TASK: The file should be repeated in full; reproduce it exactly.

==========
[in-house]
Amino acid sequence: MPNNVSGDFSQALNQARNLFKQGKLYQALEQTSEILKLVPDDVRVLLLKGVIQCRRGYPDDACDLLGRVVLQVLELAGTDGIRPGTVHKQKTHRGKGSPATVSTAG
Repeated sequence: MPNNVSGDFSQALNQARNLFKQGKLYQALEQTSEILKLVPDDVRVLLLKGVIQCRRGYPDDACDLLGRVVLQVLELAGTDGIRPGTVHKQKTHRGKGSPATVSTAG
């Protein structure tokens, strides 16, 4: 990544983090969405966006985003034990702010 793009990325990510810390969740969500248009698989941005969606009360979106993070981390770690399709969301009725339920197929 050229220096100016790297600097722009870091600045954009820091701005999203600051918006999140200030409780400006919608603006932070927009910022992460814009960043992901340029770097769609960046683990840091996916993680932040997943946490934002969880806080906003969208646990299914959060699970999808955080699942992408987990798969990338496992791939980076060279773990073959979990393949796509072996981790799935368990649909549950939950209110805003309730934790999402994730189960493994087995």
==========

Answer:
[in-house]
Amino acid sequence: MPNNVSGDFSQALNQARNLFKQGKLYQALEQTSEILKLVPDDVRVLLLKGVIQCRRGYPDDACDLLGRVVLQVLELAGTDGIRPGTVHKQKTHRGKGSPATVSTAG
Repeated sequence: MPNNVSGDFSQALNQARNLFKQGKLYQALEQTSEILKLVPDDVRVLLLKGVIQCRRGYPDDACDLLGRVVLQVLELAGTDGIRPGTVHKQKTHRGKGSPATVSTAG
């Protein structure tokens, strides 16, 4: 990544983090969405966006985003034990702010 793009990325990510810390969740969500248009698989941005969606009360979106993070981390770690399709969301009725339920197929 050229220096100016790297600097722009870091600045954009820091701005999203600051918006999140200030409780400006919608603006932070927009910022992460814009960043992901340029770097769609960046683990840091996916993680932040997943946490934002969880806080906003969208646990299914959060699970999808955080699942992408987990798969990338496992791939980076060279773990073959979990393949796509072996981790799935368990649909549950939950209110805003309730934790999402994730189960493994087995």